THE "PILE ‘EM HIGH, SELL ‘EM CHEAP" online course model frequently marketed to trainers as the best means of productizing almost never works.

Either for content creators, or consumers of content.

And for the trainer, the cashflow implications of pursuing the ‘low ticket, high volume’ concept in isolation can be fatal.

Most trainers have a genuine desire to help other people, which understandably draws them towards the idea of a ‘low ticket, high volume’ business model.

In theory, the lower the price, the more people will buy and therefore get the benefit, right?

In practice, attempting to sell low ticket online courses in high volume is a classic example of The Product Trap.

Because actually what typically happens when you sell 'em cheap... is you pile 'em LOW!

You spend a ton of time creating something, and try to sell it at a low price to appeal to the broadest market...

...only to discover that creating large volumes of new customers is far HARDER than anyone told you.

Result: enormous time and energy ploughed into developing and marketing low priced, no margin products... multiplied by almost non-existent sales...

That's the Product Trap, right there.

Sure, you've 'productized...' but you're also out of cash.

The point is: you have to create the RIGHT product, supported by the RIGHT business model.

And there's a much better way to approach all this - which we'll say more about shortly.

For now, realise that most books written by trainers in support of their business fall into The Product Trap.

And there’s a special place in Product Trap hell for low-ticket membership websites (in all but a handful of unusual market niches – more on those some other time).

But let’s just stick with low-ticket online courses for a moment.

Don’t take my word for it.

Let me show you the evidence.

It comes from top universities like Harvard and the Massachusetts Institute of Technology (MIT), and popular online course ‘marketplaces’ Udemy, Coursera and SkillShare.

I'll share it in a moment and you can judge for yourself.


SURROUNDED BY HIS OWN TRAINING MATERIALS, Mike glanced out of the window of his home office at a cobalt blue sea.

No doubt about it: that sea view, that sea air… always made him feel better.

Sprawled sleeping alongside him on the floor, his dog breathed quietly.

‘The first thing I did was just to sit down and review all the content I already had.

'I had so much that I’d created over the years.

‘And I suddenly thought… maybe I can do this after all.’

Copy… paste… copy… paste… delete… edit… copy… paste…

‘It was literally four weeks of hard work to create the product.

'Three weeks putting together 500, 600 slides from material I already had.

'I decided I’d make them into a “system,” which was the first version of the program.

'It added up to about 18 hours of training content.

'Then five days in the film studio recording bits to camera.

‘But I made one really, really foolish assumption.

‘I assumed that, well, I've been training for years, I've trained thousands of people, I'm good at this.

'So I'll just stand in front of a camera, and I'll be brilliant.

‘Then I did a rehearsal.

‘I watched the videos back… and I was crap!

‘I practiced and I practiced and I practiced at home.

‘I was still crap.

'I’d be lying if I said I didn’t have a few doubts about the whole thing at that point.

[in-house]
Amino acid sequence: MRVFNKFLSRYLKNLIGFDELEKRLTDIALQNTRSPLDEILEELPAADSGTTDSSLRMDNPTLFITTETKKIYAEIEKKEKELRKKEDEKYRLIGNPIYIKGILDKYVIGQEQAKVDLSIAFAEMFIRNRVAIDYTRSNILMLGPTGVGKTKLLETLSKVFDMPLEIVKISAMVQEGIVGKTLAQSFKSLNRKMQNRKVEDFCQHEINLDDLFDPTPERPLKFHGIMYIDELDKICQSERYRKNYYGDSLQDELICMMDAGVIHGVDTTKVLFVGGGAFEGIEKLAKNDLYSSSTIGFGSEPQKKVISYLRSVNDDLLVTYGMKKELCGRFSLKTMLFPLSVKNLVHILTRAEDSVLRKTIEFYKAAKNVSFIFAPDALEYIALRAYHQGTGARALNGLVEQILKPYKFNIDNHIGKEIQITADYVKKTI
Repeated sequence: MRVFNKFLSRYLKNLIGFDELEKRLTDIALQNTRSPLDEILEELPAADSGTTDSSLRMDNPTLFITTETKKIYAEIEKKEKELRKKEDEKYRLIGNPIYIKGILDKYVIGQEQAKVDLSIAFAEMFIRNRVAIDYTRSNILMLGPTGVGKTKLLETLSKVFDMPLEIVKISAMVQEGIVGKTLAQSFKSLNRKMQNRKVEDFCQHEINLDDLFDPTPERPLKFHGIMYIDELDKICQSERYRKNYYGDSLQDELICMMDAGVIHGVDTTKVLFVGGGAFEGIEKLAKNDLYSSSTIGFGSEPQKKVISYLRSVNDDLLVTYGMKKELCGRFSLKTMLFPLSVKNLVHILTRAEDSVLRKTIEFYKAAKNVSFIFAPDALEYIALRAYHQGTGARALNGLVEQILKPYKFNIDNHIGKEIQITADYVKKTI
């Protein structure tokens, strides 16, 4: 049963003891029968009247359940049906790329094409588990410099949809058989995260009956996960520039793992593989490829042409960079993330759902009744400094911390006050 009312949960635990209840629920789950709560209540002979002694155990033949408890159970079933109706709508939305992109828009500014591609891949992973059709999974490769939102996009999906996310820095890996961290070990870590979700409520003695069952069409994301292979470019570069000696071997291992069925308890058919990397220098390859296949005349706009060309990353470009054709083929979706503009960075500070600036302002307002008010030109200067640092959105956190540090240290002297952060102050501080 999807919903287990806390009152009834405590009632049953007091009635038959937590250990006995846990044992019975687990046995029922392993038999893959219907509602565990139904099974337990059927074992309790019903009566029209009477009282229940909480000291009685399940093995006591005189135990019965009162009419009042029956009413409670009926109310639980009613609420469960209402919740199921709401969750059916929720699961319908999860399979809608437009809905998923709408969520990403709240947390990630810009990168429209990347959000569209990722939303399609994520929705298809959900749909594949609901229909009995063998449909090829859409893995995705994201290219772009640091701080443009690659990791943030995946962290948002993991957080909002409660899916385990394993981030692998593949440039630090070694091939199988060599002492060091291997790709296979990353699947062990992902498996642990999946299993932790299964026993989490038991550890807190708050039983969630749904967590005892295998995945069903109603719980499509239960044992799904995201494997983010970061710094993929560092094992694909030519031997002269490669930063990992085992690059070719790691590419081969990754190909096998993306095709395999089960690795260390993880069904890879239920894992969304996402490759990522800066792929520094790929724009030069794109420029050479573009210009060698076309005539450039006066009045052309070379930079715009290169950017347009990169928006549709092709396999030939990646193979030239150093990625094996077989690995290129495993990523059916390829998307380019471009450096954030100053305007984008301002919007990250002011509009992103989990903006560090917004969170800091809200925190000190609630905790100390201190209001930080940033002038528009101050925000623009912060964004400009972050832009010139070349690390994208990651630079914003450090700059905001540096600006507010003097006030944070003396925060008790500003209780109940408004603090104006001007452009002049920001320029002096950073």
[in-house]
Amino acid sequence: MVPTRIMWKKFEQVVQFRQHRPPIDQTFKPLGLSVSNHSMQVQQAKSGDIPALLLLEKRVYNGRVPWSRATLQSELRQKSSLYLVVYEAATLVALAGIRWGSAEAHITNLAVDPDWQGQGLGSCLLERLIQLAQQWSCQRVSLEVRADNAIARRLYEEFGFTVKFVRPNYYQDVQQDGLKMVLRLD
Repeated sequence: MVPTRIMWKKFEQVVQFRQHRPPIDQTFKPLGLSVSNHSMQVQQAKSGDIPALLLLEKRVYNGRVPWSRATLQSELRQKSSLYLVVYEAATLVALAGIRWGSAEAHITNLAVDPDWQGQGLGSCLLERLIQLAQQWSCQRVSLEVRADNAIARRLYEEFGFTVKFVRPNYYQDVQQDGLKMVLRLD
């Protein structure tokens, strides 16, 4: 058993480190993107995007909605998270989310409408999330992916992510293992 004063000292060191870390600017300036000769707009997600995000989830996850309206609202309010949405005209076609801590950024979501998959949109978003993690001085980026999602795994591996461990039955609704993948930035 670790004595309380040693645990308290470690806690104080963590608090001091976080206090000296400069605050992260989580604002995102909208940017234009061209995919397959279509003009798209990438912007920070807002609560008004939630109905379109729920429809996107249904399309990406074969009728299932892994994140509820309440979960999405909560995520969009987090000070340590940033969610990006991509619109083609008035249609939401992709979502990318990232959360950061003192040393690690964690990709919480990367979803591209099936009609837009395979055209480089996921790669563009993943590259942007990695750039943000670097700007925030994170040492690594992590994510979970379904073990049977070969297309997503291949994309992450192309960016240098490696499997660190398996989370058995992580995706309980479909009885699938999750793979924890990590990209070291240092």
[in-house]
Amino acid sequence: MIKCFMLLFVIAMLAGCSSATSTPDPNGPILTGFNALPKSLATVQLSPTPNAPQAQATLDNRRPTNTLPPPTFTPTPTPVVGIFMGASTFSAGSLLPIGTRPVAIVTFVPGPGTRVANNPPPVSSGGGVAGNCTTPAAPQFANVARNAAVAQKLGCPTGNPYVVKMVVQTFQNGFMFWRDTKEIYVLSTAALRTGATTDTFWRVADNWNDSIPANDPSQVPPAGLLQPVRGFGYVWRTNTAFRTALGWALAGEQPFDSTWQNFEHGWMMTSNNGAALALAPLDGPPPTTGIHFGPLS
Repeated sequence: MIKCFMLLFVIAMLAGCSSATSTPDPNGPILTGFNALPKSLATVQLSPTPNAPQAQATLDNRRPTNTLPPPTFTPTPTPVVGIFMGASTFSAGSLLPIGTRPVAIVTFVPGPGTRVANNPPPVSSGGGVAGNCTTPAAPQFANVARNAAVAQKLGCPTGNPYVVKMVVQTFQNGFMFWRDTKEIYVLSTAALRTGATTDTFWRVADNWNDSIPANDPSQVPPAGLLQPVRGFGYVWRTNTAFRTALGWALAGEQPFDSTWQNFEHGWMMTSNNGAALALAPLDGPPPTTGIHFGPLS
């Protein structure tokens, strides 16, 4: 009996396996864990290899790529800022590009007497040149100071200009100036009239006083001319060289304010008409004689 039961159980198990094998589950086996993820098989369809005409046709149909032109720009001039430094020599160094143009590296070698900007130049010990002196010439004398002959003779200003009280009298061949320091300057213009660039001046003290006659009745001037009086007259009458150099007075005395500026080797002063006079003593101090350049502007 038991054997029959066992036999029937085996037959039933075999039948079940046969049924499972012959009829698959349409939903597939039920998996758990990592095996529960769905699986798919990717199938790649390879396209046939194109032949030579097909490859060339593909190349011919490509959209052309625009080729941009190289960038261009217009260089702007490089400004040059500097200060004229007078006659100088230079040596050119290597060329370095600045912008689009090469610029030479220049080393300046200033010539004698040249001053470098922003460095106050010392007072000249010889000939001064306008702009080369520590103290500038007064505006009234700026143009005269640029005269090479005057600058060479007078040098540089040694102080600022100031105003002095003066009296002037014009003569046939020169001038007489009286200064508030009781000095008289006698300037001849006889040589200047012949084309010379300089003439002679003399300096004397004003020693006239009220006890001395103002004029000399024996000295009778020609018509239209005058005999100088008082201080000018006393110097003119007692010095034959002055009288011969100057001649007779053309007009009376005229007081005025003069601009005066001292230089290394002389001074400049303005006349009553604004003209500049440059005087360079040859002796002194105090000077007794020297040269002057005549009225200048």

‘But the studio was booked, so…

‘The night I flew out there for filming, I tried again in the hotel room.

'Repeated the same video.

'Filmed it about six or seven times until I had it right and I was ready.

'Next morning I was in the studio for five days of filming.

‘The first version of the program I filmed definitely had a few flaws, from my point of view.

'I was learning by doing.

'But as the modules went on and on, I got better and better towards the end.’

‘It wasn’t anything like as good as the second version.

'So one of the things you absolutely have to chuck out the window is perfectionism.

‘“I'm okay as long as I've done my best” is a much better belief than “I'm okay as long as I'm perfect.”

'Because you're never going to achieve perfection. It doesn’t exist.

‘And do you know what?

‘Most of it is in your head anyway.

'Because nobody in the market cared!

‘Nobody came back and said “Mike I would love to buy the program from you but you're a little bit uncertain in front of the camera on module two after two minutes 14 seconds.”

'Nobody said that to me!

‘I noticed it. But actually the product was still good enough.’

‘It cost me about 4,000 Euro (about USD $5,000 at the time) to develop the whole program.

'That one guy in Lithuania did all the filming and editing for that. 4,000 Euro and three or four hard weeks of very focused work.

‘Got it all finished and then the fun started because... 

'Bloody what do I do with it now?!

'How do I sell this thing?!

'I didn't have a clue.’

I smile.

Based on what I know now, I would advise a slightly different approach to launching a product like Mike's.

It takes away that uncertainty, and creates positive cashflow almost from the outset.

But I didn’t know about that three years ago, and nor did Mike.

So how would he sell the product he’d just created?

To be continued…



The maths of low ticket, high volume are truly horrible. 

Online course marketplaces such as Udemy, SkillShare and Coursera are websites where you can upload a course and – in theory at least – tap into an existing audience.

On their platform, SkillShare claim 'top teachers earn upwards of $3,000!'

Udemy’s own claim is that the average instructor ‘makes $8,000’ (they don’t say whether that’s per year, or ever).

Hardly setting the world alight, is it?

And it’s easy to see why.

Let’s look at Udemy as an example.

And to keep it simple, for a moment we’ll even ignore the fact that Udemy grabs 50% or even 75% of the revenue as a fee unless you supply the course buyers yourself.

The maximum a creator can charge for a course there is USD $200 (or GBP £200), which provides little enough margin. 

But guess what percentage of courses on Udemy are sold with a discount voucher?

The answer is a staggering 88%.